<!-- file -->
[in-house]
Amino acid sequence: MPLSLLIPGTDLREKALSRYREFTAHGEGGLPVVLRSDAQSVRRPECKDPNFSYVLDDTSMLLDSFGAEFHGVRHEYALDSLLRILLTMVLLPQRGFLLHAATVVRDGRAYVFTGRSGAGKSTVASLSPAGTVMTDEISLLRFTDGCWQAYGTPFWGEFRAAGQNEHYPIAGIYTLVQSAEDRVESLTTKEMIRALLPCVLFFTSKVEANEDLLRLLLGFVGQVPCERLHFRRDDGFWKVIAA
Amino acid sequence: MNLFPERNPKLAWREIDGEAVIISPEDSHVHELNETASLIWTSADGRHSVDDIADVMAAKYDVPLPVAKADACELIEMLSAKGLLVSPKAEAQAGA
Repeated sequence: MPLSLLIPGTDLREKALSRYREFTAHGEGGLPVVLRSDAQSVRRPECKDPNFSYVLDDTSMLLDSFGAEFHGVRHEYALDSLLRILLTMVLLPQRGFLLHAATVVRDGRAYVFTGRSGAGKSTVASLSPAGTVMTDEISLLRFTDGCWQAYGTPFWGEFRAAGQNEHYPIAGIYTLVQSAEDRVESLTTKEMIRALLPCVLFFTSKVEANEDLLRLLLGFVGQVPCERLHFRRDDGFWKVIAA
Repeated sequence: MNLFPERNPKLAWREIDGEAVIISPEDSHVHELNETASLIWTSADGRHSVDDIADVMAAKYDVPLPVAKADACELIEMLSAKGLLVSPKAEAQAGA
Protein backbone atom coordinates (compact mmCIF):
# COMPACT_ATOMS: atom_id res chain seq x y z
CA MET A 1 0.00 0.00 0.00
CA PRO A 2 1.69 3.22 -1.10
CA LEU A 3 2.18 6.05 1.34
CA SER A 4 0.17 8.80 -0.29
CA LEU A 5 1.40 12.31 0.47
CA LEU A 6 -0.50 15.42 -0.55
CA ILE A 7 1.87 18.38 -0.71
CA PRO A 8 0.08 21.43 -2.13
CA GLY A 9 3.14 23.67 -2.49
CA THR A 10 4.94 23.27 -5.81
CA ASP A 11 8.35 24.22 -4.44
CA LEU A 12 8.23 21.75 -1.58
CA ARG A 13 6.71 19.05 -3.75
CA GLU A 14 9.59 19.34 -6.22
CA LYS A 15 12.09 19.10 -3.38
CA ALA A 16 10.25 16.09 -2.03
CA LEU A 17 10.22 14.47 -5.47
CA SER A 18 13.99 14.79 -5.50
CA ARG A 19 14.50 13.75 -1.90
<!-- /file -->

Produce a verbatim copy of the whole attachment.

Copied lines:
[in-house]
Amino acid sequence: MPLSLLIPGTDLREKALSRYREFTAHGEGGLPVVLRSDAQSVRRPECKDPNFSYVLDDTSMLLDSFGAEFHGVRHEYALDSLLRILLTMVLLPQRGFLLHAATVVRDGRAYVFTGRSGAGKSTVASLSPAGTVMTDEISLLRFTDGCWQAYGTPFWGEFRAAGQNEHYPIAGIYTLVQSAEDRVESLTTKEMIRALLPCVLFFTSKVEANEDLLRLLLGFVGQVPCERLHFRRDDGFWKVIAA
Amino acid sequence: MNLFPERNPKLAWREIDGEAVIISPEDSHVHELNETASLIWTSADGRHSVDDIADVMAAKYDVPLPVAKADACELIEMLSAKGLLVSPKAEAQAGA
Repeated sequence: MPLSLLIPGTDLREKALSRYREFTAHGEGGLPVVLRSDAQSVRRPECKDPNFSYVLDDTSMLLDSFGAEFHGVRHEYALDSLLRILLTMVLLPQRGFLLHAATVVRDGRAYVFTGRSGAGKSTVASLSPAGTVMTDEISLLRFTDGCWQAYGTPFWGEFRAAGQNEHYPIAGIYTLVQSAEDRVESLTTKEMIRALLPCVLFFTSKVEANEDLLRLLLGFVGQVPCERLHFRRDDGFWKVIAA
Repeated sequence: MNLFPERNPKLAWREIDGEAVIISPEDSHVHELNETASLIWTSADGRHSVDDIADVMAAKYDVPLPVAKADACELIEMLSAKGLLVSPKAEAQAGA
Protein backbone atom coordinates (compact mmCIF):
# COMPACT_ATOMS: atom_id res chain seq x y z
CA MET A 1 0.00 0.00 0.00
CA PRO A 2 1.69 3.22 -1.10
CA LEU A 3 2.18 6.05 1.34
CA SER A 4 0.17 8.80 -0.29
CA LEU A 5 1.40 12.31 0.47
CA LEU A 6 -0.50 15.42 -0.55
CA ILE A 7 1.87 18.38 -0.71
CA PRO A 8 0.08 21.43 -2.13
CA GLY A 9 3.14 23.67 -2.49
CA THR A 10 4.94 23.27 -5.81
CA ASP A 11 8.35 24.22 -4.44
CA LEU A 12 8.23 21.75 -1.58
CA ARG A 13 6.71 19.05 -3.75
CA GLU A 14 9.59 19.34 -6.22
CA LYS A 15 12.09 19.10 -3.38
CA ALA A 16 10.25 16.09 -2.03
CA LEU A 17 10.22 14.47 -5.47
CA SER A 18 13.99 14.79 -5.50
CA ARG A 19 14.50 13.75 -1.90